Ha, this is 38 HRC with full anneal, that would be sensible but I doubt that will be done. If it is practical it will have a distal taper.Henry - get both wrote:I figure you will surface grind that bar down to ~.125" thick before cutting the blanks out?
Full flat, true zero. However I may do the final zero by hand. It will be under 0.005" from the maker (Jeremy McCullen) as he runs a water cooled grinder and can easily (and has) ground under that. However to do true zero you have to use fine abrasives and the Maxamet will likely eat them due to the carbide/abrasive size ratio effect on belt wear. Essentially the rate of belt wear rises dramatically as you approach the size of the carbides in the steel (if you are above them the abrasive just ploughs them out of the way, when they are the same size they wear against each other).What kind of blade geometry will the finished mule have?
Cliff Stamp wrote:As Spyderco tends to be pushed towards very high carbide mules and they work with carpenter then this is the obvious choice : http://cartech.ides.com/datasheet.aspx?i=101&E=84
Maxamet is an extreme alloy, for comparison, it is to 10V what S90V is to 420J2. Maxamet is used when HSS like M4 fail because they are too soft or wear too fast - just consider that for a matter of perspective.
In industry it has very strong advantages because it can be used where traditional alloys wear too fast or take too much deformation but ceramic fails by fracture, as an example :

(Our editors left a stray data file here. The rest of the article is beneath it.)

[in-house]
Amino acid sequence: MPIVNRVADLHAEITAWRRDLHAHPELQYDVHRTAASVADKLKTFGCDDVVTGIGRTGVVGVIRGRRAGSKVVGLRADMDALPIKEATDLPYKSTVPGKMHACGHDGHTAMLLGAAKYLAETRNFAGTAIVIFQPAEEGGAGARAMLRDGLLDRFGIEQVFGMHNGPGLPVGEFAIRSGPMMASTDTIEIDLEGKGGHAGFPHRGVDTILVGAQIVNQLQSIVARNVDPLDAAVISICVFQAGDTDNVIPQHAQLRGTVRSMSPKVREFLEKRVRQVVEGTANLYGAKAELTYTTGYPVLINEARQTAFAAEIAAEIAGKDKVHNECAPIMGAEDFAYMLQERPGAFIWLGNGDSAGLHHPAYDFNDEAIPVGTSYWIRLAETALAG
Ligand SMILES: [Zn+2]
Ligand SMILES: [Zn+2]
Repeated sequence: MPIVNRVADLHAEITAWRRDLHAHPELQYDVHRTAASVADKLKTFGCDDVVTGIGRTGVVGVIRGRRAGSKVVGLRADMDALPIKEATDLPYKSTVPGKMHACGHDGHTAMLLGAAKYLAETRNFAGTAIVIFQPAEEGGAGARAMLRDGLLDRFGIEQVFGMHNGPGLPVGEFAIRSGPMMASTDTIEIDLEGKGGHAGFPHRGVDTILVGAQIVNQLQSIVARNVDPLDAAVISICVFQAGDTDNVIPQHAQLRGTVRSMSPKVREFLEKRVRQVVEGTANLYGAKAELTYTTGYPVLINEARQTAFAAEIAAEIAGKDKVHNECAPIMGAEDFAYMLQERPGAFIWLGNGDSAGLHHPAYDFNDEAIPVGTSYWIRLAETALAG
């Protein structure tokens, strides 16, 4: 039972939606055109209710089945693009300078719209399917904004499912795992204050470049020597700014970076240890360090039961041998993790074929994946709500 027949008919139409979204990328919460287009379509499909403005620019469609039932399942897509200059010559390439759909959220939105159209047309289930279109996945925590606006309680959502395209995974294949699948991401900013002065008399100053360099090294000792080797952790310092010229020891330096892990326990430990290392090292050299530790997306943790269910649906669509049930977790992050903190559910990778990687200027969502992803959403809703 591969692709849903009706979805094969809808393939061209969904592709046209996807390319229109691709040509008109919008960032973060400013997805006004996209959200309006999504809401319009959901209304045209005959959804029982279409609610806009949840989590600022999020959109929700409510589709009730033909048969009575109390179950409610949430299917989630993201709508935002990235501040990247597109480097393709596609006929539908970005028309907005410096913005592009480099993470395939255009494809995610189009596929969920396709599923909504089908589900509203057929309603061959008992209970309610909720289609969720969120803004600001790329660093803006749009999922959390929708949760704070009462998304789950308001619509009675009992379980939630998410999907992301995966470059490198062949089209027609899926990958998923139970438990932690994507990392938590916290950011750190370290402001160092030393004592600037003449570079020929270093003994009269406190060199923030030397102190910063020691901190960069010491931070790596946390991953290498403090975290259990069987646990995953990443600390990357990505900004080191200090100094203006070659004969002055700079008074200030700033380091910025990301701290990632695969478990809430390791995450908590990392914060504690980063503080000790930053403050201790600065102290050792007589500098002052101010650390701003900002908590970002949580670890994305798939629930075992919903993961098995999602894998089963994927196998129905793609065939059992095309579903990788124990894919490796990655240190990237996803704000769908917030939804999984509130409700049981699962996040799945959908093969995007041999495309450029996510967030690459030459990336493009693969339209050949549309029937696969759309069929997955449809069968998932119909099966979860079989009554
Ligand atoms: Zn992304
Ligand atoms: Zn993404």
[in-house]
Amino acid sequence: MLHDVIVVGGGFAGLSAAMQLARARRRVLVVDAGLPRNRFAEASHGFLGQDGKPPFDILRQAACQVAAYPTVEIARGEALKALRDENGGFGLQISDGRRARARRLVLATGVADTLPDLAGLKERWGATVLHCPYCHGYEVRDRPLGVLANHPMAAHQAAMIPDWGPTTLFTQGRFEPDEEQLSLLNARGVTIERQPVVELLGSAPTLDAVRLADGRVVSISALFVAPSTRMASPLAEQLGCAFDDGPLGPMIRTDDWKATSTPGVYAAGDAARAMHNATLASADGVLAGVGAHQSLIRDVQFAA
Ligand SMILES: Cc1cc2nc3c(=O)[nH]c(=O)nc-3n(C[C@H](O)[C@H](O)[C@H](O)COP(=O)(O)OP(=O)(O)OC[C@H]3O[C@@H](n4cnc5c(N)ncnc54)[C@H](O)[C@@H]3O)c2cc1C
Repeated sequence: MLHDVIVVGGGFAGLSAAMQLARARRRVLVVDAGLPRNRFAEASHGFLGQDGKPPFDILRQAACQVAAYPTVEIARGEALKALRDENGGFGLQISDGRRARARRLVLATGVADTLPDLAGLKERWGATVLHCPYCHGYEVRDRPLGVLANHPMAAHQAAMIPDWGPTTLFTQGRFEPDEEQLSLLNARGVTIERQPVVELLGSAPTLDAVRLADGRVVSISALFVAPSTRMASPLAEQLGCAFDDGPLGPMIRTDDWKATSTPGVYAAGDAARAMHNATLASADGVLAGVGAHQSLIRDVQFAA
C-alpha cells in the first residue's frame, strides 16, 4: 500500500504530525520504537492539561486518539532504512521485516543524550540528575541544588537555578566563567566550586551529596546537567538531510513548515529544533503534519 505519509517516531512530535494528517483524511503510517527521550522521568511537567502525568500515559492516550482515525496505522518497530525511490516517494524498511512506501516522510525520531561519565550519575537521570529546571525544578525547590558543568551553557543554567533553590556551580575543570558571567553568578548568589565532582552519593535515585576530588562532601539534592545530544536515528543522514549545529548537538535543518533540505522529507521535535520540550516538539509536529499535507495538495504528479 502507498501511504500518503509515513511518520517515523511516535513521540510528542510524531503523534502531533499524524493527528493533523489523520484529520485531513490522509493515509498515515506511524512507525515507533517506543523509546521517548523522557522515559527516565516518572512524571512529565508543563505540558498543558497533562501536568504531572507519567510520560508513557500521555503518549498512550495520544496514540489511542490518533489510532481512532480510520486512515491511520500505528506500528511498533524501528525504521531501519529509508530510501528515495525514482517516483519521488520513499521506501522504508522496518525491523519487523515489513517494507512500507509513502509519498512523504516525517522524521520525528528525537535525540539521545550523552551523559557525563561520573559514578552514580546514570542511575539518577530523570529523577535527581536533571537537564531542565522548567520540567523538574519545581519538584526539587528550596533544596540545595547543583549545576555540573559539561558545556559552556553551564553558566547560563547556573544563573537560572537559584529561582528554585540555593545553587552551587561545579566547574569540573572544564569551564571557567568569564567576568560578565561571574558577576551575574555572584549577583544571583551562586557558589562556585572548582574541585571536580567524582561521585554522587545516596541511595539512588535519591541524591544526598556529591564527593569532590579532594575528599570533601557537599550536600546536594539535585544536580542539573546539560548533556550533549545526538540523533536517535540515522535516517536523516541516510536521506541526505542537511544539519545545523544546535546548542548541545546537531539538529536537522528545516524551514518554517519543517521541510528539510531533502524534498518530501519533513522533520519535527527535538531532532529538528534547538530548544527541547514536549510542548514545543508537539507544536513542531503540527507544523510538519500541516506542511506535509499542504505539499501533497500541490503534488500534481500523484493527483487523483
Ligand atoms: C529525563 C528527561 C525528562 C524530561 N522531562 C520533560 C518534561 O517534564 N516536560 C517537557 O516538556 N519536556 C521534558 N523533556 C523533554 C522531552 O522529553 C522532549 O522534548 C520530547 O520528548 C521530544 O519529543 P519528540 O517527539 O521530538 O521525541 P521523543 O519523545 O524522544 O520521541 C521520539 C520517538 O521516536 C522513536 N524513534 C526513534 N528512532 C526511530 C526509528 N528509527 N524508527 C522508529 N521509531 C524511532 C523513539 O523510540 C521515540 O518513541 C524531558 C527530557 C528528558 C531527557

"Roll-Kraft, the world leader in tube and pipe mill rolls, evaluated Maxamet alloy in an abrasive tube forming application at a customer's plant. Normally, the costly tungsten carbide rolls in this application would produce 250,000 to 300,000 ft. of tubing. AISI D2 rolls typically produce about 100,000 ft. before rework is required.
Roll-Kraft's Director of Operations, Dave Jenkins, reported that the roll that had been made from Maxamet alloy was pulled from service after 320,000 ft. of production and found to have only 0.003" wear. Roll-Kraft was able to manufacture the rolls made from Maxamet alloy without difficulty as this alloy was found to be machinable. The tooling was reconditioned and put back in service on the production line."
Ref : http://www.cartech.com/techarticles.aspx?id=1588
As a knife - it would set a limit for hardness (as it is 70+ HRC) and wear resistance . In regards to sharpening, don't be concerned about that, I have ground 121REX (a similar CPM steel) on regular benchstones, there is no need for CBN or diamonds.
I am getting a bunch of knives made from a huge bar of it (almost 1/4" thick just for the lol's) :
Doesn't afraid of envelopes :Philo Beddoe wrote: When you push the envelope sometimes the envelope pushes back..
Off topic:Philo Beddoe wrote:Yep, and ZT is putting out a knife called the 0888MAX with the blade steel made out of Maxamet at a hardness in the 67 to 69 range..
Very limited numbers, somewhere around 120 were made, the target number was 250 but because of how hard Maxamet is to work with only approximately 120 were made..there were issues with several of the blades warping..
When you push the envelope sometimes the envelope pushes back..
Users browsing this forum: No registered users and 1 guest